Theresa May to agree date for departure at June meeting

PM to hold talks with backbench 1922 Committee after second reading of Brexit Bill

British prime minister Theresa May arriving for a meeting with members of the 1922 Committee in London on Thursday. Photograph: Alastair Grant/AP

Theresa May has agreed to set a date early next month for her departure as prime minister, regardless of whether MPs approve her Brexit deal. Mrs May agreed to meet the backbench 1922 Committee to set out a timetable for a leadership contest after the second reading of the Withdrawal Agreement Bill (WAB) in the first week in June.

"The prime minister is determined to secure our departure from the European Union and is devoting her efforts to securing the 2nd reading of the Withdrawal Agreement Bill in the week commencing 3 June 2019 and the passage of that Bill and the consequence departure of the United Kingdom from the European Union by the summer.

"We have agreed that she and I will meet the following the second reading of the Bill to agree a timetable for the election of a new leader of the Conservative and Unionist Party," 1922 Committee chairman Graham Brady said in a statement agreed with the prime minister.

Under Conservative Party rules, MPs whittle down the field of candidates to just two, who then go before the full party membership in a postal ballot. Mrs May has said the Withdrawal Agreement Bill (WAB) must pass all its stages before the summer recess so the contest would begin towards the end of July at the latest.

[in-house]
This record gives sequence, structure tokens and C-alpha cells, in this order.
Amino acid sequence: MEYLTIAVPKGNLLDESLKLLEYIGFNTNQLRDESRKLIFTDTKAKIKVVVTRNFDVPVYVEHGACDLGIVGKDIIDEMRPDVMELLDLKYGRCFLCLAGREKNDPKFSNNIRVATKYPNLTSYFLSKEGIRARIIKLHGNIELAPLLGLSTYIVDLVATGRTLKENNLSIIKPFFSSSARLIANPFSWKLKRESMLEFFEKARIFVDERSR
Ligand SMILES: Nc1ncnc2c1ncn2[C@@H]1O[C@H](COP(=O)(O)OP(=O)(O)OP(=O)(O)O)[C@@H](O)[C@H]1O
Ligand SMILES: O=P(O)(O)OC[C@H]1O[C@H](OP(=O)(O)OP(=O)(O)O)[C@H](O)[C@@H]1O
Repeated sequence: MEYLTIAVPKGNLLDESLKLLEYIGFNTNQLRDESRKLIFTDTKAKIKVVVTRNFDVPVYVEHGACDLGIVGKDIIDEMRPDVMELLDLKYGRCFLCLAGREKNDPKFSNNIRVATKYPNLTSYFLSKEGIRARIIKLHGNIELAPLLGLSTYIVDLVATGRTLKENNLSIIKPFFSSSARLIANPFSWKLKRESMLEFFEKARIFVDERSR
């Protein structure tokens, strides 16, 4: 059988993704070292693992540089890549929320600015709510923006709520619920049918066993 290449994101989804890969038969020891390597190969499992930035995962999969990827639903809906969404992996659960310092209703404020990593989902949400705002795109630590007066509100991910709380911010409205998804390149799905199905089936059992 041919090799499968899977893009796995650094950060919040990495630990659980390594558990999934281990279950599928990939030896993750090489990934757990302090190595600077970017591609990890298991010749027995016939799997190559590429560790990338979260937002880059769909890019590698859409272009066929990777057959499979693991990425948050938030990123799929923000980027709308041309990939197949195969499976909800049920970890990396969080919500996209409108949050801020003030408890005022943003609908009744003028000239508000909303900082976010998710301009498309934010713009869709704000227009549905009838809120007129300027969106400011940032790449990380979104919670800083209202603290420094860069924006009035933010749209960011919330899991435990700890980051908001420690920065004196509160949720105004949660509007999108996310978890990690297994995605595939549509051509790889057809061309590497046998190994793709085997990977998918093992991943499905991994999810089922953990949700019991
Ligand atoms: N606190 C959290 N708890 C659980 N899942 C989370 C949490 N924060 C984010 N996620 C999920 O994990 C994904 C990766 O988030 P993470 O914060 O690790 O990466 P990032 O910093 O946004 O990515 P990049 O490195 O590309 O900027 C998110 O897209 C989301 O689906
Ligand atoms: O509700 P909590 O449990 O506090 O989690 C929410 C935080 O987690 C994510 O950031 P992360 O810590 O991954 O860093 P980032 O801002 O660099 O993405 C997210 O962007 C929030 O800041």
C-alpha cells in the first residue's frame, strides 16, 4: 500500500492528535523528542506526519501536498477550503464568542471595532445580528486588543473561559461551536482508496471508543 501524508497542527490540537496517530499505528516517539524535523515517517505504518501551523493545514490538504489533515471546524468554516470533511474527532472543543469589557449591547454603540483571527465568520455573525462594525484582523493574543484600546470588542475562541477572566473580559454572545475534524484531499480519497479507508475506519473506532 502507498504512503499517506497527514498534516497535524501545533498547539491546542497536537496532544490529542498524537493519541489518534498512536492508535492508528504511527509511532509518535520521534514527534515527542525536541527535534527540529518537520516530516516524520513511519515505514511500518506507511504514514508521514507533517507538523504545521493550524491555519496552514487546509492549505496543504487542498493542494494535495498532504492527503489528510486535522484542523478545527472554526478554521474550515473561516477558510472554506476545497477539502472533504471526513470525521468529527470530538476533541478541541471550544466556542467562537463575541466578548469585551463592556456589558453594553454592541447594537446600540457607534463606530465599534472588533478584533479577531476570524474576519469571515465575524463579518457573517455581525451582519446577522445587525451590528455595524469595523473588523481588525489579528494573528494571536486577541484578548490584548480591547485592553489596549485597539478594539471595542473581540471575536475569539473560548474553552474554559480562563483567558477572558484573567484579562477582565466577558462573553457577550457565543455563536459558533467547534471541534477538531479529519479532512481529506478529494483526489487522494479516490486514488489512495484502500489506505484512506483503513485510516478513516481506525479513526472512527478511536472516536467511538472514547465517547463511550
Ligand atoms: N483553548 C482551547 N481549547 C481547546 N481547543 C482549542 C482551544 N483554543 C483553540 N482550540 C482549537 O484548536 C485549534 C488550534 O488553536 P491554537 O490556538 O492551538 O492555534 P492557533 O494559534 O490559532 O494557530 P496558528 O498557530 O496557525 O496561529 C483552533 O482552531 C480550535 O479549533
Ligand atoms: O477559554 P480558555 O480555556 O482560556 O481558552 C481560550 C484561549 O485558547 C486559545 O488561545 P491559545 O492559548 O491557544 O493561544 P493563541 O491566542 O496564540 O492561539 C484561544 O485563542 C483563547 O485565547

Allowing time for MPs to choose the two final candidates in eliminatory votes each Tuesday and Thursday as well as a number of weeks for hustings ahead of the ballot, the new leader should be in place in time for the Conservative Party conference in September. Former foreign secretary Boris Johnson told an insurance brokers' conference in Manchester on Thursday that he will be a candidate to succeed Mrs May.

“There’s no vacancy. On the other hand, what I will say is that there has been a real lack of grip and dynamism in the way we’ve approached these talks. We’ve failed over the past three years to put forward a convincing narrative about how we exploit the opportunities of Brexit. All I can say, as tactfully and usefully as I can, is that I have a boundless appetite,” he said.

Mr Johnson's supporters argue that he represents the Conservatives' best chance of pushing back Nigel Farage's Brexit Party, which is predicted to emerge as the biggest party in next week's European Parliament elections. Mr Johnson said he had predicted the rise of a party like the Brexit Party 18 months ago.

“I said if we continued in this supine way, there would rise again, like a great puffball, a right-wing party. The only way to address it is for us to get Brexit done, but also to get it done in such a way that we actually deliver on the mandate of the British people. If we can’t do that, there really will continue to be that threat from the Brexit Party and others,” he said.

Denis Staunton

Denis Staunton

Denis Staunton is China Correspondent of The Irish Times